Snortable Chocolate Promises a 30 Minute Buzz and Probably a Brown Nose

Maggie Rossetti/Thrillist

The PG-rated version of snuff is here, and it's literally chocolate you can snort. Coco Loko, the brainchild of the Orlando-based company Legal Lean, is here to acclimate would-be degenerates to the art of cramming mind-altering substances up their noses, albeit within the confines of the law. Coco Loko hasn't been approved by the FDA -- although it is available for purchase on Amazon -- and it promises a 30-minute whirlwind buzz, according to its 29-year-old inventor, Nick Anderson. 

Anderson told the Washington Post that he conceived of Coco Loko after hearing about a "chocolate-snorting trend" sweeping Europe's club scenes. (Europeans are so progressive, man).

“At first, I was like, ‘Is this a hoax?,'” he told the paper. “And then I tried it and it was like, okay, this is the future right here.” A few months of experimentation and $10,000 later, Anderson finally got his concoction down to a pureed blend that's easy on the nostrils. “Some versions, they just burned too much,” Anderson said of his months fine-tuning Coco Loko. “Other times they looked gray and dull, or didn’t have enough stimulants.”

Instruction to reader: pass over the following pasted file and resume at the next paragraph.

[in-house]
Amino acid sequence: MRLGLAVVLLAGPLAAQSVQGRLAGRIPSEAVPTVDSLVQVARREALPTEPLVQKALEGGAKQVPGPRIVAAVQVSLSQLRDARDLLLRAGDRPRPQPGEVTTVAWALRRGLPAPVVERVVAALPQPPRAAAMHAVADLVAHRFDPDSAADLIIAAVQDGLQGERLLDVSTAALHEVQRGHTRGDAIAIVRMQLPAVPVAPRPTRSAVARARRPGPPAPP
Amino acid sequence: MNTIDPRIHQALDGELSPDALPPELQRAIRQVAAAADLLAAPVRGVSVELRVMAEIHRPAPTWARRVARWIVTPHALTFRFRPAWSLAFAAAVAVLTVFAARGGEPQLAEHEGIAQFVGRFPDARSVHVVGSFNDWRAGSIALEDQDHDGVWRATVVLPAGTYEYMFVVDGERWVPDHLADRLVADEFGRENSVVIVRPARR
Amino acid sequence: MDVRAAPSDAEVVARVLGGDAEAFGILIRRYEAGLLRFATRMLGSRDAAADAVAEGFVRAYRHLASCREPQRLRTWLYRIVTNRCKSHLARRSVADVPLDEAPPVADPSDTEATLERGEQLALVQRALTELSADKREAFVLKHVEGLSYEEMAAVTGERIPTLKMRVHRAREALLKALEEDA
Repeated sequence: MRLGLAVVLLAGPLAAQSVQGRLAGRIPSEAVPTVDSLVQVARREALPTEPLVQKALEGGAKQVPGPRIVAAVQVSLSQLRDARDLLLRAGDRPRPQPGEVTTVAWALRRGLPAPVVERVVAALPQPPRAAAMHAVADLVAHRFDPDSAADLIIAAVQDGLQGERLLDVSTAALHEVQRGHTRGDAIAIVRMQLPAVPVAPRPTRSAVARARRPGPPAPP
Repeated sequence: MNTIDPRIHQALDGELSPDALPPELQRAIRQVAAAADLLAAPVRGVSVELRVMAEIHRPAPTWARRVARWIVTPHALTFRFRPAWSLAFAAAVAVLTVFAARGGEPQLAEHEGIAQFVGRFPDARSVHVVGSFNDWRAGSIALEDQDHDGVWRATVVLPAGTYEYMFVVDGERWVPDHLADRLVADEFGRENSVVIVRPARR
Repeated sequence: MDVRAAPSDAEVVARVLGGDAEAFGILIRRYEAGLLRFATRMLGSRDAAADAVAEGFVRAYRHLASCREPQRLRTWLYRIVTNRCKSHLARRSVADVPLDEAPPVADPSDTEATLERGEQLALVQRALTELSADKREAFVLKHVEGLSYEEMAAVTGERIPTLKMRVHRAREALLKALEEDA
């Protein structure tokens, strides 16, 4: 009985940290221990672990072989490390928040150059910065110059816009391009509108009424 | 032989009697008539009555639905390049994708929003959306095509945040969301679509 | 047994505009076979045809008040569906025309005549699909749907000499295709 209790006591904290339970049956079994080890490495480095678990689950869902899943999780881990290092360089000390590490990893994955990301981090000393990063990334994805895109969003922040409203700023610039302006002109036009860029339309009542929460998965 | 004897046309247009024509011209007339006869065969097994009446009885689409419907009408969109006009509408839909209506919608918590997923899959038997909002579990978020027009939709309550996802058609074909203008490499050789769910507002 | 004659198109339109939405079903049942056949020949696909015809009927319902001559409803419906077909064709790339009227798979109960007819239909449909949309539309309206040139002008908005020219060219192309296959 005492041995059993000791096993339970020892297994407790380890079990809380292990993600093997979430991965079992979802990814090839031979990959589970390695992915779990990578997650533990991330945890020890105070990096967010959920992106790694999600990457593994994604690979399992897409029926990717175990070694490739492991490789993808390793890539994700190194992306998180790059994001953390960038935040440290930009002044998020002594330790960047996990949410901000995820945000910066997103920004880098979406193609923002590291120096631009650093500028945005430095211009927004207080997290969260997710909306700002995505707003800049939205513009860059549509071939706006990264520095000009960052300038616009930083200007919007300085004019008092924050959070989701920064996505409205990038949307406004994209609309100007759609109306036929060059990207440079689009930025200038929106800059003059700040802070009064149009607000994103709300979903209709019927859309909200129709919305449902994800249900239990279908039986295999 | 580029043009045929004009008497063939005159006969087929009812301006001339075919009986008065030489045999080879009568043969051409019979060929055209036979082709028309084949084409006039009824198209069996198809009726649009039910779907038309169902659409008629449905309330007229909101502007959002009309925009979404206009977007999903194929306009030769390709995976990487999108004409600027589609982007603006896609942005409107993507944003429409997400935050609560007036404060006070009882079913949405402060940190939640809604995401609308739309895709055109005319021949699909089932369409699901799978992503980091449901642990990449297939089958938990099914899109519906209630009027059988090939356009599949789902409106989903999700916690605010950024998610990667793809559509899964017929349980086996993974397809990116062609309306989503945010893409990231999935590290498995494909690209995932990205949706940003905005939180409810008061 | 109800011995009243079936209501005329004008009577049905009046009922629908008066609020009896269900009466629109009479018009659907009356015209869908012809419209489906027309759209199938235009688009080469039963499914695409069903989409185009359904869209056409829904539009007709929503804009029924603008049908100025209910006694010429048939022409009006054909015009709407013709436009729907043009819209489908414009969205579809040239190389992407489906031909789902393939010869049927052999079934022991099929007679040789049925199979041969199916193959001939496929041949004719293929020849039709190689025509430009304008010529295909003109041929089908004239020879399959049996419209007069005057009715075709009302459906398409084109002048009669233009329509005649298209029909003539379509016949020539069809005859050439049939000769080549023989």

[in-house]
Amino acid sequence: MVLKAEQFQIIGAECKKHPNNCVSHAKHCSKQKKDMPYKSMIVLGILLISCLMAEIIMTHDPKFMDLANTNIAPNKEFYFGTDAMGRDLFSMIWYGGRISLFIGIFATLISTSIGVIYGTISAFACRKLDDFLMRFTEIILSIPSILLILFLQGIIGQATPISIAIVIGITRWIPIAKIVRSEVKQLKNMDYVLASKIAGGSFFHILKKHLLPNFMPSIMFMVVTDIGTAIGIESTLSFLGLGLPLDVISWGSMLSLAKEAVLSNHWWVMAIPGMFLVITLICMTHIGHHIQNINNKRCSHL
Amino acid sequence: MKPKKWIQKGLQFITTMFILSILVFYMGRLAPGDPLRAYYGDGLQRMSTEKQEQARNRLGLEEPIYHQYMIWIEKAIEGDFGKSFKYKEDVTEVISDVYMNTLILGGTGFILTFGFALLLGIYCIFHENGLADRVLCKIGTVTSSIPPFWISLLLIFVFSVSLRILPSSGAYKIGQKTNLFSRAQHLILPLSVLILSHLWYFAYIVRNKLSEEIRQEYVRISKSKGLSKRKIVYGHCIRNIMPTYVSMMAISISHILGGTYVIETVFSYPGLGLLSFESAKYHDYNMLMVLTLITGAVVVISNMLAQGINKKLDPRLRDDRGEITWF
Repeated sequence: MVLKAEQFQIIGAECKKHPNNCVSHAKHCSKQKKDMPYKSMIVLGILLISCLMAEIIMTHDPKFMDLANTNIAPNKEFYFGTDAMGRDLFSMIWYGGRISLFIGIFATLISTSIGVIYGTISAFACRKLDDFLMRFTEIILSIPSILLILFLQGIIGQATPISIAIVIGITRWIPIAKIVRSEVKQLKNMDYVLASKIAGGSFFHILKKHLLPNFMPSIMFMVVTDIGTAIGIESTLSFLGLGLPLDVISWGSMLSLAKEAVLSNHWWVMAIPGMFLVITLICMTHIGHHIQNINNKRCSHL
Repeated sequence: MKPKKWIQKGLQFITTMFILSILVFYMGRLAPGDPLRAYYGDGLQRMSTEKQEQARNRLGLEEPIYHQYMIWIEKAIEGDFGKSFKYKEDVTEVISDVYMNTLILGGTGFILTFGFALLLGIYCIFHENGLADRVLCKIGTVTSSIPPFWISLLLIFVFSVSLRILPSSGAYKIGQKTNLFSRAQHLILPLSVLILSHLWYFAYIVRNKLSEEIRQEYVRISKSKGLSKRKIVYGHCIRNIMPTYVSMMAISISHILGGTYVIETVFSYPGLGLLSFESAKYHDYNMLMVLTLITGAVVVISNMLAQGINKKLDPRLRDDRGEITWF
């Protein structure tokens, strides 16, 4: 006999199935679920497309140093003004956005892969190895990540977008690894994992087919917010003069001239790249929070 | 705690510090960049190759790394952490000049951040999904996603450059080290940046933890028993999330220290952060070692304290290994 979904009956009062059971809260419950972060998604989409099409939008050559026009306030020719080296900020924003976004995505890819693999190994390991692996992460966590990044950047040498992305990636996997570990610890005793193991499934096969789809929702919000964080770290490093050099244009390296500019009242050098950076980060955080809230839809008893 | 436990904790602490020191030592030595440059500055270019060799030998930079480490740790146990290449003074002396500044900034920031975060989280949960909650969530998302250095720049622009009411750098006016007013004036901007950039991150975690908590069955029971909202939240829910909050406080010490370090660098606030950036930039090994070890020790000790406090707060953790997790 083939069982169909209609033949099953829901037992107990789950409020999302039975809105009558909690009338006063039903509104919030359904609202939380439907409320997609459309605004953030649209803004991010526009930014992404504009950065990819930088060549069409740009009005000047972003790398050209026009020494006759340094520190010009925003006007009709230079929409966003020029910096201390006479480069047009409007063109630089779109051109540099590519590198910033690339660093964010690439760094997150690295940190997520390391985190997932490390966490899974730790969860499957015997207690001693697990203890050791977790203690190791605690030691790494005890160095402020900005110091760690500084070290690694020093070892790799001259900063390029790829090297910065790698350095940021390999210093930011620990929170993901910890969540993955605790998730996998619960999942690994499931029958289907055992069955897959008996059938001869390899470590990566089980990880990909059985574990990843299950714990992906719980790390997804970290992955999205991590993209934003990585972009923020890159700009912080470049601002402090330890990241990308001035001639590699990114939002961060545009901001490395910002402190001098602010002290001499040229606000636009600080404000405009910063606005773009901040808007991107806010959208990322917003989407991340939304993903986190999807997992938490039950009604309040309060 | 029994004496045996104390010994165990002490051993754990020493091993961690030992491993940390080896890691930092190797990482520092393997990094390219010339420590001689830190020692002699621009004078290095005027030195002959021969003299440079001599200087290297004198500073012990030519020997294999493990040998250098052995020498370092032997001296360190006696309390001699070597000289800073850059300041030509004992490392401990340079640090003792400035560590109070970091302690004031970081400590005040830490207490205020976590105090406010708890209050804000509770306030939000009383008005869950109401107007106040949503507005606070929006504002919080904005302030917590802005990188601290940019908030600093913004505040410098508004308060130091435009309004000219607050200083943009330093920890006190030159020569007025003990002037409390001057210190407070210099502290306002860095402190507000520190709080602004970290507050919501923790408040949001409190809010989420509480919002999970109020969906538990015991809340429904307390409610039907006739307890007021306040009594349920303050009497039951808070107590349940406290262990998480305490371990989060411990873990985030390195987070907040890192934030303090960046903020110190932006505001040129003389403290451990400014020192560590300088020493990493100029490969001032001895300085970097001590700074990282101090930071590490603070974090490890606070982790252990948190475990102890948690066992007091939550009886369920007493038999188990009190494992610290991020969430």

The pulverized chocolate is a combination of stimulants usually found in energy drinks: gingko biloba, taurine, guarana and of course, cacao. Marketing materials trumpet Coco Loko as the savory cousin of Esctasy, promising euphoric rushes and a party in your cerebellum. (Hip-hop fans note the slogan):

While Anderson parrots Coco Loko's rave-reviews, its merit is still scientifically unproven. After all, shoving chocolate up one's nose doesn't traditionally yield massive benefits. Andrew Lane, director of rhinology and sinus surgery at the Johns Hopkins School of Medicine, told US News and World Report that he's "not aware of any studies showing harm from inhaling any of these ingredients, nor any scientific evidence that there is a benefit.”

The doctor still encourages moderation, as syphoning up any substance with your nose can lead to a multitude of ailments like irritation, stuffiness, runny nose and general pain. As if you didn't already know that. 

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Sam Blum is a News Staff Writer for Thrillist. He's also a martial arts and music nerd who appreciates a fine sandwich and cute dogs. Find his clips in The Guardian, Rolling Stone, The A.V. Club and Esquire. He's on Twitter @Blumnessmonster.